Becoming an author does not end with the publishing of your book, in fact, that’s when the fun really begins. That’s when the author becomes a public figure, a personality for the book and a face for children’s literature.
I was thrilled to spend 7 hours straight with the students and faculty at Laurel Park Elementary. Was it a bit tiring? Sure. Was it immensely rewarding? Absolutely.
My day began with the lively Pre K students. This bunch was so excited to pass out the hugs and get their hands on a book. I read a few scenes from Ford & Red and talked a lost about dreaming. It was a great way to start the day.
I raced back to the Library where I was to present to the first group of the day. The second graders. They trickled in with whispers of “Is that her?” “Is that the author?” I have never felt more like a celebrity, kids have that magic about them, kids know how to lift someone up in an organic way. The organizer introduced me and I ran up to the stage, for my first author school visit of my life.
I was shaking in my boots. Like, literally, shaking. Who knew a group of children could be so intimidating? But there they were, staring up at me with their curious, wandering eyes. And let me tell you, they laugh only when something is truly funny and they fidget when they start getting bored.
I have three different presentations. One for 4yo – Pre K, another for K – third and my last for fourth – fifth.
My K – third presentation explores the process of creating a story. We explore the nature of getting book ideas, and the kids learn how simple it is to find inspiration. I often start with, “What did you have for breakfast this morning?” Most answer with, “Oatmeal, Cereal, Yogurt.” I breathe life into their responses by creating a wild story of a little girl who couldn’t find the spoons, she’s now starving and can’t possibly eat her oatmeal. The children love this and will shout out silly responses like, “The spoons are on the ceiling!!” And that’s what I’m hoping for, they are tapping into their creative thinking and having fun.
We talk about the editing that goes into writing a story and the illustration process. I like to relate this part to their own personal drawings. “Pretend you are drawing a picture of your dad and you accidentally give him Oger arms!!!” The kids laugh hysterically and I have them pull out their imaginary erasers to remove the Oger arms. We do this a few times, so much so, that there’s a pretend hole in their pretend paper from pretend erasing so much. This helps them understand what it takes to get just one character for a children’s book right. (And they’ve laughed a bit, if you go too long without making them laugh, your presentation is a dud).
I always read the book to this age group and make it interactive. I have the kids stand-up and act out each scene as I read the book. My book flips from sleep, to dream, to sleep, to dream, to sleep. The kids love acting out the dreams and then quickly falling asleep. And I have to admit, it’s adorable.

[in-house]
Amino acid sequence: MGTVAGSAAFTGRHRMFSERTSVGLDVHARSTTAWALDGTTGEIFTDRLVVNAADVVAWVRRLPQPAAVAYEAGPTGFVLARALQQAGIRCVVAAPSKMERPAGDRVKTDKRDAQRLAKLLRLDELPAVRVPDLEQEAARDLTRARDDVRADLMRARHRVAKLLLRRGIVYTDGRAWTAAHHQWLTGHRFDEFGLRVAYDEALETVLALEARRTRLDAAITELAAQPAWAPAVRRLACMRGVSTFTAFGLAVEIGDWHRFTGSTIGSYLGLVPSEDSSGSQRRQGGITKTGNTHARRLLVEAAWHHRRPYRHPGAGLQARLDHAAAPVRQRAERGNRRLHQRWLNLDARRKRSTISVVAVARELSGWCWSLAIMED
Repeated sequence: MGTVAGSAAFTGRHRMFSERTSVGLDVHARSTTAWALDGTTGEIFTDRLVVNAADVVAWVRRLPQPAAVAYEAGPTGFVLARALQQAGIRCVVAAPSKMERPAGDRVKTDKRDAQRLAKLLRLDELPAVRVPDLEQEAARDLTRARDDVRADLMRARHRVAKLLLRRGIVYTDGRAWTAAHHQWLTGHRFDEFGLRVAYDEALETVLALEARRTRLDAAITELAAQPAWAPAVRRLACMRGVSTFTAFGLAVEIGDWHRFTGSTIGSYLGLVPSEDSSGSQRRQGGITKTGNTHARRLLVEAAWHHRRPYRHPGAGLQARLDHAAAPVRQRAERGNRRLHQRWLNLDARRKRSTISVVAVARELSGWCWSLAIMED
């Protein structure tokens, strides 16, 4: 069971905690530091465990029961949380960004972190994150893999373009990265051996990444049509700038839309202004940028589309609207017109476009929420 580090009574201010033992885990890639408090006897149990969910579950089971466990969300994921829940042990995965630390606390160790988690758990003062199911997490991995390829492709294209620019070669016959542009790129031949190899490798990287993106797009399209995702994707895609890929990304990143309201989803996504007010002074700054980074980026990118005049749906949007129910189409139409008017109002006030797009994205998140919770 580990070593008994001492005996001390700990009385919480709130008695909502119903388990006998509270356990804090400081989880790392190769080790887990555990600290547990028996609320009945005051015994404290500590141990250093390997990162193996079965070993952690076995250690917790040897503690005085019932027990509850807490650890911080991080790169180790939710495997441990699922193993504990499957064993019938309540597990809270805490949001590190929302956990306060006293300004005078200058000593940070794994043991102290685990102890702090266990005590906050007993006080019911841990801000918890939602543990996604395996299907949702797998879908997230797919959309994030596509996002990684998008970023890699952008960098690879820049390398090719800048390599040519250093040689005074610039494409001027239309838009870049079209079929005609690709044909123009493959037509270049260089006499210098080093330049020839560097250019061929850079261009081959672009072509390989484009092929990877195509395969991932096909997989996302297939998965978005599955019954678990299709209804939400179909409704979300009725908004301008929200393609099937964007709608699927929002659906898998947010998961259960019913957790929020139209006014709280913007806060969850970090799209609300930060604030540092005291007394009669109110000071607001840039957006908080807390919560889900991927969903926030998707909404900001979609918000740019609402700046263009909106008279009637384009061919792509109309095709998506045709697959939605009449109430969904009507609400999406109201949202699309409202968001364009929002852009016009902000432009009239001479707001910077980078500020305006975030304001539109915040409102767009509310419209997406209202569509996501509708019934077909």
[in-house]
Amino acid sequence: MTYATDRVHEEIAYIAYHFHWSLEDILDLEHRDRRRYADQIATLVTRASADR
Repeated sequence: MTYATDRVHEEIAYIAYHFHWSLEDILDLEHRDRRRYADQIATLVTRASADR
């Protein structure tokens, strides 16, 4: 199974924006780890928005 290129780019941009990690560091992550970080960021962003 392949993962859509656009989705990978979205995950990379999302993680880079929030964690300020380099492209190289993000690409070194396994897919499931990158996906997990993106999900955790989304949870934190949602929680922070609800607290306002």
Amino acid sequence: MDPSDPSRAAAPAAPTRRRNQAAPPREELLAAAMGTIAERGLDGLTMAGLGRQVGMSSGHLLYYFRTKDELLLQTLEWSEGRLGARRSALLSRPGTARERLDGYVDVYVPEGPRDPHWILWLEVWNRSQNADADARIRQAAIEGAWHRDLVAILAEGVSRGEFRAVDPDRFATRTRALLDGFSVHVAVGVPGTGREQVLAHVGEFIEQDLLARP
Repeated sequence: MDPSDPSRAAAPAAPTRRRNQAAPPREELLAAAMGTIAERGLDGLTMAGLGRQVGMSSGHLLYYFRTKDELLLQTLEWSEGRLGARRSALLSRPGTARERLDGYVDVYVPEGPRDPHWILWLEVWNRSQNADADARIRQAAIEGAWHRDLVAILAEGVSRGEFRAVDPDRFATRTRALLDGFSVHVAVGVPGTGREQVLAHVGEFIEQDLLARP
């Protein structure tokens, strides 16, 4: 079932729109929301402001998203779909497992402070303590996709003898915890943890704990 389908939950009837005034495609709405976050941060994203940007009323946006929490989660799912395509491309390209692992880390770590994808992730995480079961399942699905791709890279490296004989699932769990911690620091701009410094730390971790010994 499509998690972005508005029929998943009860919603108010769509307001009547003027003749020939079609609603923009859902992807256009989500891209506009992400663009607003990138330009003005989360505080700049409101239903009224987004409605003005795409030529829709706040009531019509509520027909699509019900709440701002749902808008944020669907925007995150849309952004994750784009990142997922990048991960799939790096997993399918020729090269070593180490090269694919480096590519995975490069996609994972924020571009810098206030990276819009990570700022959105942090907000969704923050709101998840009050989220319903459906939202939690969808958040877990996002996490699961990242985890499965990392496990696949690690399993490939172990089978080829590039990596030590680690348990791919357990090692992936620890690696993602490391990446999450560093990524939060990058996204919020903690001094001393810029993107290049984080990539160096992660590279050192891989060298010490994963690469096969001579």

Following the second graders were the fourth graders. Talk about jumping up in age group. I have a different presentation for these students and had such a great time with them. Their little faces were filled with interest the entire time, it was very fulfilling.
When I ask the fourth and fifth graders if they have big dreams of being a writer one day, you can hear a pen drop.
And this is when I truly blow their minds. I share my experiences in Advertising, Journalism and Online Writing. I talk about all of the big brands I’ve worked with and the famous people I’ve interviewed. I even share stories from different parts of the country. All because of my writing degree.
I ask the question again, “do you want to be a writer?” And you can’t control the excitement, every hand shoots in the air and they can’t contain their questions. All of a sudden, we have aspiring journalists, copywriters and authors.
I show them my query letters to publishers and even showcase my many rejection letters. We talk about dedication, persistence and success. I explore fiction writing with this group and encourage them to have wild thoughts that they can turn into stories. They each have a blast creating a story with me, and the more ridiculous you can make it, the better.
The day continued with a catered lunch (thank you Laurel Park Elementary Staff), Kindergarten, First Grade and Third Grade. The third graders were by far the most energetic. At the end of my session, I was literally bombarded with students who wanted me to autograph scrap paper (and homework, of course). Each student wanted a hug and I could see the panic on the teachers faces. I, however, loved every minute of the attention and my brief moment as celebrity. And to know that I made them THAT excited about writing, well my goodness, sign me up for another session.
Instead of selling and autographing books the day of, I had the school collect order forms beforehand. This worked out extremely well and saved a lot of time the day of the event. Students were able to go home with personalized copies of the book!
And, to close this lengthy blog post are a list of my favorite questions from students:
- Are you a mom?
- I have a dog.
- How do you make your book so wordable?
Are you in Georgia, South Carolina or North Carolina and interested in signing your school up for a visit? My author visits are truly a lot of fun! Follow this link to inquire.
Watch the two videos below to hear what Specialists at Laurel Park Elementary had to say about my author visit!